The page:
Problem: Visualizing longitudinal is challenging when the dataset has large number of panel members. A common ways to visualize such data is to either make a large set of small individual plots such as the example below on the left from Frank 2009, or they resort to 'spaghetti graphs' such as the one on the right

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Both ways of visualization have their problems as the charts on the left are hard to read even on A4 due to their size, while chart on the right is even worse as everything overlaps and it becomes completely unintelligible.

Question: Are there any studies/technical reports/academic literature in general that uses some alternative ways to visualize macroeconomic longitudinal macro data?

I am primarily looking for some examples applied to settings like U.S. or EU state level data (i.e. some longitudinal data with $N>20$).

PS: the visualization does not necessary needs to be 'exotic'. For example, I know US can be geographically divided into West, Midwest, South and North and North East. Unfortunately, from my experience even splitting states into 4 smaller panel series produces 'spaghetti' graph (but perhaps there is some other way how to make some trade-off between having one giant spaghetti graph and having individual graph per state?).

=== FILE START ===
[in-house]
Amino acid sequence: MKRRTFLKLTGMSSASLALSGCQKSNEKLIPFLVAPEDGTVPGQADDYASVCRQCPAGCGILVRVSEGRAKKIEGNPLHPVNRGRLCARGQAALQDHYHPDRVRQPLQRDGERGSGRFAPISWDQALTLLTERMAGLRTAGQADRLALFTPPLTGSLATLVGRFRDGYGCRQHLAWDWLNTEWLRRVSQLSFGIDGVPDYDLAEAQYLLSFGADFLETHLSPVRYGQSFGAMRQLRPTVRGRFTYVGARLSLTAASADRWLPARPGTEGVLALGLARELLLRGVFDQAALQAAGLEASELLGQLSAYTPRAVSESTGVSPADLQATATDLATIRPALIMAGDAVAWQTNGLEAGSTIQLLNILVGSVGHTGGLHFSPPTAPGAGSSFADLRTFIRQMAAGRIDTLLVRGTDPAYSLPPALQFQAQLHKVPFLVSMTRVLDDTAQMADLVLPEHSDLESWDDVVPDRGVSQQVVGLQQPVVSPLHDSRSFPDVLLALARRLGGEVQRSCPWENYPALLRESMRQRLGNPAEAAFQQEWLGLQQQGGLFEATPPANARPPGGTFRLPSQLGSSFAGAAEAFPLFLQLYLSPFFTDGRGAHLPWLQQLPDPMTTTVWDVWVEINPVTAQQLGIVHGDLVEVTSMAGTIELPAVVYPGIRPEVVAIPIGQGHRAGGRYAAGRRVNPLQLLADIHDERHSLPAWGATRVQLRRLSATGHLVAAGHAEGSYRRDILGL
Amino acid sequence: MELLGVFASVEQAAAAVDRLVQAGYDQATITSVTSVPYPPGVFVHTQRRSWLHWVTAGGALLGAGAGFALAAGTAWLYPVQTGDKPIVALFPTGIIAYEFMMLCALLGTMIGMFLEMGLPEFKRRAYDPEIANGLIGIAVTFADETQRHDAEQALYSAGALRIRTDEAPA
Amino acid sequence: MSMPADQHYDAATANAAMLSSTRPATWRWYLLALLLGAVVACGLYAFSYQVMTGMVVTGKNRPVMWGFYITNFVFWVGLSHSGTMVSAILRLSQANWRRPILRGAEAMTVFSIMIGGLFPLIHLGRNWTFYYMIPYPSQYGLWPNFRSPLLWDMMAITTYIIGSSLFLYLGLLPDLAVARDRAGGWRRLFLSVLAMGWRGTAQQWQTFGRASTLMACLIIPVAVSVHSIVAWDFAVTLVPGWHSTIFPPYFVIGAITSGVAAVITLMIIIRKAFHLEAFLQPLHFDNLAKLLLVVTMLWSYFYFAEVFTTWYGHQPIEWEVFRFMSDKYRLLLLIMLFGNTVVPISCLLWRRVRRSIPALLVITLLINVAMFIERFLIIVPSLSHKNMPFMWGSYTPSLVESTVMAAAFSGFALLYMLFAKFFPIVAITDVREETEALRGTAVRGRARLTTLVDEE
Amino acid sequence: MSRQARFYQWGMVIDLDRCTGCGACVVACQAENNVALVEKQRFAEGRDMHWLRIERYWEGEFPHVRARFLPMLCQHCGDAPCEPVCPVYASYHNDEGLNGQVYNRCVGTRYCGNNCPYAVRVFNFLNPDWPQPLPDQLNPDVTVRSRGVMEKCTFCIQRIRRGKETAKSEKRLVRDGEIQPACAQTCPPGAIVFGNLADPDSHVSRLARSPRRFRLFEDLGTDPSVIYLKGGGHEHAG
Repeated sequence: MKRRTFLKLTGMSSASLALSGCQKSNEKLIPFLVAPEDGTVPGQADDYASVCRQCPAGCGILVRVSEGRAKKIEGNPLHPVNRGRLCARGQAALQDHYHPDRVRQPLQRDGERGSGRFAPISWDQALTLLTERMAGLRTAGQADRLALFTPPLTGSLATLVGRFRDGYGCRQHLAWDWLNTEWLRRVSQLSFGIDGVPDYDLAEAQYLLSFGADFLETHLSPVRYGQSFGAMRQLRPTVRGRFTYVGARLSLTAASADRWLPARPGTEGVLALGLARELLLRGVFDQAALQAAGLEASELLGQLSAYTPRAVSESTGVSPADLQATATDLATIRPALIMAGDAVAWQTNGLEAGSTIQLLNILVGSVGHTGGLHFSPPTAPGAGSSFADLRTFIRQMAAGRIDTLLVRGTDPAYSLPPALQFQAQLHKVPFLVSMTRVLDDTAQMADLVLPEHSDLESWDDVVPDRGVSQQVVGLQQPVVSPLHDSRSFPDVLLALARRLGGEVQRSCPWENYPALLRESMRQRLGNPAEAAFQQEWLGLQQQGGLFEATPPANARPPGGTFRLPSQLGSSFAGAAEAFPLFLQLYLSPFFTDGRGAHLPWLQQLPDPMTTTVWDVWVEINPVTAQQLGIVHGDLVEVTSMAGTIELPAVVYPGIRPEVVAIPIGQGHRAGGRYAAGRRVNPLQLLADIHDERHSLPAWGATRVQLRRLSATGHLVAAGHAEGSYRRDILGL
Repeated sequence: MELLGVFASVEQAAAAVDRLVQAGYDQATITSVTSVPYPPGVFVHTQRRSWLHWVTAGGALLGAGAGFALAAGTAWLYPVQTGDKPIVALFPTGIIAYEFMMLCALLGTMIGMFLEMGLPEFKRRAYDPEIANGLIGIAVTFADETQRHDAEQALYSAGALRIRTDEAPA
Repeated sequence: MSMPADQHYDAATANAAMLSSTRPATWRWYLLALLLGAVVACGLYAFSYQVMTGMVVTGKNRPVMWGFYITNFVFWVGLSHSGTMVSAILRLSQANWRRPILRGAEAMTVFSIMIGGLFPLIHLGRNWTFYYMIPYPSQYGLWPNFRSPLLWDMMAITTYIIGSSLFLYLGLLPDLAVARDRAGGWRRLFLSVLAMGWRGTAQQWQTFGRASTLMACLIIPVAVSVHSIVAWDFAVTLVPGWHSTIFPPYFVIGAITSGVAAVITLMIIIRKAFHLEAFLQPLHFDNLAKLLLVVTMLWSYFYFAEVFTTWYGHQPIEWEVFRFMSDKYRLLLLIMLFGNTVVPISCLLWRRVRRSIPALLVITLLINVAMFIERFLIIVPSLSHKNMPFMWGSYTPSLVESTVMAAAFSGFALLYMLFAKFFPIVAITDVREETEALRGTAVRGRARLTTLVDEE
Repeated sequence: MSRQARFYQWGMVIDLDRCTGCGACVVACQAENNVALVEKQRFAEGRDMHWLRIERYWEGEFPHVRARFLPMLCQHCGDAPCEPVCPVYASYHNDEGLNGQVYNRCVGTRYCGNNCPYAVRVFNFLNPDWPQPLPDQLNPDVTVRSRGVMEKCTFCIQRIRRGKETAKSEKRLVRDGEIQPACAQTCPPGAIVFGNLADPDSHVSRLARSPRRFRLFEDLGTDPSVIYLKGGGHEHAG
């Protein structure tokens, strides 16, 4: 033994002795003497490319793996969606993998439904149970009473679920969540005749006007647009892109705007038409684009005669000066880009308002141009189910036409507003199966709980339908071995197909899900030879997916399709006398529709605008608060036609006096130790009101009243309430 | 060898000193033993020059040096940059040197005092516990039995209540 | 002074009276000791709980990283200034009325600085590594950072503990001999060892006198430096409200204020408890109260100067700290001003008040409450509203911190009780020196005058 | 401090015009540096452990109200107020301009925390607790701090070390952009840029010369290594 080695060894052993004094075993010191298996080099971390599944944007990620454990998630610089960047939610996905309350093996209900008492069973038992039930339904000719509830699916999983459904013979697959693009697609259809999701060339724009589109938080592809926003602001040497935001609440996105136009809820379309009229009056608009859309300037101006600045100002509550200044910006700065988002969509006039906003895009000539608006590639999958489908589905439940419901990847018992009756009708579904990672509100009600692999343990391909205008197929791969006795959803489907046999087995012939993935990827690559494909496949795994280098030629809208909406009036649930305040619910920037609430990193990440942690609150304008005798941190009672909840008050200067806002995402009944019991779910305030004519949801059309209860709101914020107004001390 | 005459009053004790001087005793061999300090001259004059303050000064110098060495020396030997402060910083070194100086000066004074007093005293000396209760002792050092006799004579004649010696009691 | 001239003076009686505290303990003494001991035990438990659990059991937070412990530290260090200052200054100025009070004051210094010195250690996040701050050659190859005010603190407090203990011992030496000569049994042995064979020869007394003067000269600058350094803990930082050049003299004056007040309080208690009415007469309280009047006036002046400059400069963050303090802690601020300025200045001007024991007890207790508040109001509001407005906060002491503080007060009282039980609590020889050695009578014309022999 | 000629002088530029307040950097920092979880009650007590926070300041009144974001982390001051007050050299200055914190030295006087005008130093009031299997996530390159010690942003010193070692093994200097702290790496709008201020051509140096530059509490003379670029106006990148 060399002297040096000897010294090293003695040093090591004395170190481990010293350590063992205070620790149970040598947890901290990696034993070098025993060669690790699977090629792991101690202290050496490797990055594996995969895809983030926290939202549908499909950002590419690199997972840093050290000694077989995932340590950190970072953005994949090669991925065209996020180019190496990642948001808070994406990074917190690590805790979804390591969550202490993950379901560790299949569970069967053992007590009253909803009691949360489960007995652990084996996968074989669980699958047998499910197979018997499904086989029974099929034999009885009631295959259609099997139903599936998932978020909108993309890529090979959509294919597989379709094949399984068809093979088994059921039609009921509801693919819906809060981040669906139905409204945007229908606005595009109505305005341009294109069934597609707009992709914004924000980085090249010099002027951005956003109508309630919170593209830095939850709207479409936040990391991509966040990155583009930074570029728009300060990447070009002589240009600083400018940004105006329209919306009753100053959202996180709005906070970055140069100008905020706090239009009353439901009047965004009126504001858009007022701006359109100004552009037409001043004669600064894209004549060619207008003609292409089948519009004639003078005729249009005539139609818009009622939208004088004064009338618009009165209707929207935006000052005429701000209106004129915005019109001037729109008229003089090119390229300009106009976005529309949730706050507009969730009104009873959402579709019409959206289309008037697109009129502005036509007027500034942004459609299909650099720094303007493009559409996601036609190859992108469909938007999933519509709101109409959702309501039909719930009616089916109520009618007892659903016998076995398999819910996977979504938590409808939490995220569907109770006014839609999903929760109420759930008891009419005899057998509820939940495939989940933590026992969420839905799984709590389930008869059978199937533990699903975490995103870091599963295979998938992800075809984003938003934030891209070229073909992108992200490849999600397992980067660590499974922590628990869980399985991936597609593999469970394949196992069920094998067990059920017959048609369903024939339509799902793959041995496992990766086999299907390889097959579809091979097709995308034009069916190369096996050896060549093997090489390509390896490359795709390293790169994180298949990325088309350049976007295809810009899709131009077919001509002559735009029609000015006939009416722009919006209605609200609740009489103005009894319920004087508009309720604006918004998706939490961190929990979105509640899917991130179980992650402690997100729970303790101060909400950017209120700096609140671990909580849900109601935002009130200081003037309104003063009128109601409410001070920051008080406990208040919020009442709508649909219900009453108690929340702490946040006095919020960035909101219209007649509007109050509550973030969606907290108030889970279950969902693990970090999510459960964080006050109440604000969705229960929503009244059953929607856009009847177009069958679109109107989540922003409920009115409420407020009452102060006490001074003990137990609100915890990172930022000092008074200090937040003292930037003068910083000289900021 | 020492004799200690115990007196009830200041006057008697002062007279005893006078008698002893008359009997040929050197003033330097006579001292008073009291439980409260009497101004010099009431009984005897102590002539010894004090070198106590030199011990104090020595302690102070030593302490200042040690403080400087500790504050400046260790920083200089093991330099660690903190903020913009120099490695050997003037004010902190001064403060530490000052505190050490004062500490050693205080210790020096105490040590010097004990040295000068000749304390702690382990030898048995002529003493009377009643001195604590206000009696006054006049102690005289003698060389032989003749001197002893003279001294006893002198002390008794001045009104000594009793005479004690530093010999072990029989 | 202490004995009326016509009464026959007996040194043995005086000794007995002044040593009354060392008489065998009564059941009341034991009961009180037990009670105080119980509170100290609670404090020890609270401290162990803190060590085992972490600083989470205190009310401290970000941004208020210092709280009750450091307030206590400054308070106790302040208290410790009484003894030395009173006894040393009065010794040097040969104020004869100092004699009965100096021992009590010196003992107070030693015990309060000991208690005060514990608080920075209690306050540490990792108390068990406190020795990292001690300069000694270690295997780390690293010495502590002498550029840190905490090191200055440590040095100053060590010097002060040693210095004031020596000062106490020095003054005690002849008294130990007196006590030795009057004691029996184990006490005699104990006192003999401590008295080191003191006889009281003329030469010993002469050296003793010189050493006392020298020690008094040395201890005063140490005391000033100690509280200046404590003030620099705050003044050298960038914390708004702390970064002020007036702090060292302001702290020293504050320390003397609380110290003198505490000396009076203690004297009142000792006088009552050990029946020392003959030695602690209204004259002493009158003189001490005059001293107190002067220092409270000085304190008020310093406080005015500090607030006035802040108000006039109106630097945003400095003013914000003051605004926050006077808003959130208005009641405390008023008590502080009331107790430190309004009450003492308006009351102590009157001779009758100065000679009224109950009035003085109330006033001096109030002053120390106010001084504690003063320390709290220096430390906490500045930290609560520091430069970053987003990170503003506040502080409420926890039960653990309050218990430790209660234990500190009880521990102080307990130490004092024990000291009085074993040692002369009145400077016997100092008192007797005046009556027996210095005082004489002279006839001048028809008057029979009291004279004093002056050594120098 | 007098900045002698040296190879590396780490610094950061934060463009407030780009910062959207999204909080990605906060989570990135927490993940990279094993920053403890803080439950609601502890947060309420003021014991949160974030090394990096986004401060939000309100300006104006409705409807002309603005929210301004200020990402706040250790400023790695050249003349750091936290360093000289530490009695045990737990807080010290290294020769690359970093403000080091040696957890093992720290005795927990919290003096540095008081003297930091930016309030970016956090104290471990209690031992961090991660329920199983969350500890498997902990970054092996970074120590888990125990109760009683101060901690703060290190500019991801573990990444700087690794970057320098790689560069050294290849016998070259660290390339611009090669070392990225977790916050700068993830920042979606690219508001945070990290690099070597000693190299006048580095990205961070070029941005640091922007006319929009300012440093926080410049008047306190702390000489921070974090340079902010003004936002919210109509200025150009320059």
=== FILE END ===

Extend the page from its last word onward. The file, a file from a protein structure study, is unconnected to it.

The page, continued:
PPS: Even though I am looking for examples applied to macro data, I am willing to accept examples from other areas as long as it can be argued that visualization would be useful for macro data as well.

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    $\begingroup$ there's this thing called a lasagna plot which puts heatmaps of every time series on top of each other. $\endgroup$ – tdm May 9 at 7:27
  • $\begingroup$ @tdm thanks do you by any chance know of an econ application? $\endgroup$ – 1muflon1 May 9 at 7:35
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    $\begingroup$ '+1' Tough question, looking forward to some brilliant answers. If it is for online publication dynamic visualizations can be very helpful. If you want to keep the geographic information - assuming the grouping variable related to geolocation - I do not see much of an alternative to doing a video based on a series of mapplots. Or do an entire webaaplication where the user can play around dynamically investigating data properties. Either is offcourse hard to put in a journal :) but then again journals are also evolving often referring to extra resources. $\endgroup$ – Jesper Hybel May 9 at 8:34

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